Clinical case review

A 53-year-old man with possible diabetes mellitus

Stephen M Twigg



What are the management priorities for this patient who presents with sepsis, and at review has an enlarged liver and a glucose abnormality?

Article Extract

Case scenario

A 53-year-old man presented with a fever of 39C and profuse sweating. He had a mild sore throat, dysuria but no loin pain, and felt generally unwell.

Urinalysis showed pus cells, and culture revealed a multisensitive Escherichia coli. The patient had neutrophilia and some mild elevation of bilirubin (30 µmol/L) and gamma glutamyltransferase (GGT; 65 U/L). A random blood sugar level (BSL) was 7.8 mmol/L. Both his parents had become insulin dependent diabetic late in life.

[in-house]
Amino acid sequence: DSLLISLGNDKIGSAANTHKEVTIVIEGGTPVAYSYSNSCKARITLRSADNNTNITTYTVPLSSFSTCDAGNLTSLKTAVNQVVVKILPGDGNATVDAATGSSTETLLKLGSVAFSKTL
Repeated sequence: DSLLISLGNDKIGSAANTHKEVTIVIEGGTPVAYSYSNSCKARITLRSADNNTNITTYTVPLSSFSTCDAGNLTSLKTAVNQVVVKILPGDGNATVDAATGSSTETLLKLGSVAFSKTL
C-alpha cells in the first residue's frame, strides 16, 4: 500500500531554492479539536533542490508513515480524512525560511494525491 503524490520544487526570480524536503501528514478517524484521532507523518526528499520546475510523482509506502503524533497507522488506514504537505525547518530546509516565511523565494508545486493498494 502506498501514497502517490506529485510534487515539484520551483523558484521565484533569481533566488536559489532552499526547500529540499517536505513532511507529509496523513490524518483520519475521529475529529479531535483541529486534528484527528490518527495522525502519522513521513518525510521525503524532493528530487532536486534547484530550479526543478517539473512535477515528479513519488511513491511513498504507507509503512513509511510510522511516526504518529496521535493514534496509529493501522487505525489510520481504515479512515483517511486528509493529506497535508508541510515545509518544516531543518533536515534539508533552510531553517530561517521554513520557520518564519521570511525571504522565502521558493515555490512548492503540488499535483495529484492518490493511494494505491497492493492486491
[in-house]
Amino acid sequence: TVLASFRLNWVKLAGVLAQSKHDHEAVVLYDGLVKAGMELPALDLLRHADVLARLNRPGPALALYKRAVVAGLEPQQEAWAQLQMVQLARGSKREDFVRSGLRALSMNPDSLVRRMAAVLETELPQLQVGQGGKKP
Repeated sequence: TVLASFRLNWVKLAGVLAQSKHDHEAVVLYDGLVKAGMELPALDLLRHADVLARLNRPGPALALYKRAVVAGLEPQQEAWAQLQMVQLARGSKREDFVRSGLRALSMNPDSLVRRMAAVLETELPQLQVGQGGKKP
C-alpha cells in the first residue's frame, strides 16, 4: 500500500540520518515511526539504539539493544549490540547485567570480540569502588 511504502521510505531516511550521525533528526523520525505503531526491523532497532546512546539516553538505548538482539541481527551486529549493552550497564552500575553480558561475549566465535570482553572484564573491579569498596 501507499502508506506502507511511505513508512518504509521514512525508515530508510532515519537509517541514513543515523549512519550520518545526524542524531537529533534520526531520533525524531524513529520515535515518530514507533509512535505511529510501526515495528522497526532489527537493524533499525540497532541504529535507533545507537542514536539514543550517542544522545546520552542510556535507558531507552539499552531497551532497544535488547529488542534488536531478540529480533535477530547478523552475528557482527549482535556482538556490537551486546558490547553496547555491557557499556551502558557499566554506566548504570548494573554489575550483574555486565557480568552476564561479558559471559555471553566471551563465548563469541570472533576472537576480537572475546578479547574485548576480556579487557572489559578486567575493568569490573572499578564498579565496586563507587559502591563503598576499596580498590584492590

The patient responded well to amoxycillin, but an ultrasound was organised via casualty due to concerns after 48 hours that he was still unwell and obstruction to his kidneys was considered a possibility. When seen in casualty he was afebrile and admitted to some recent excess of alcohol.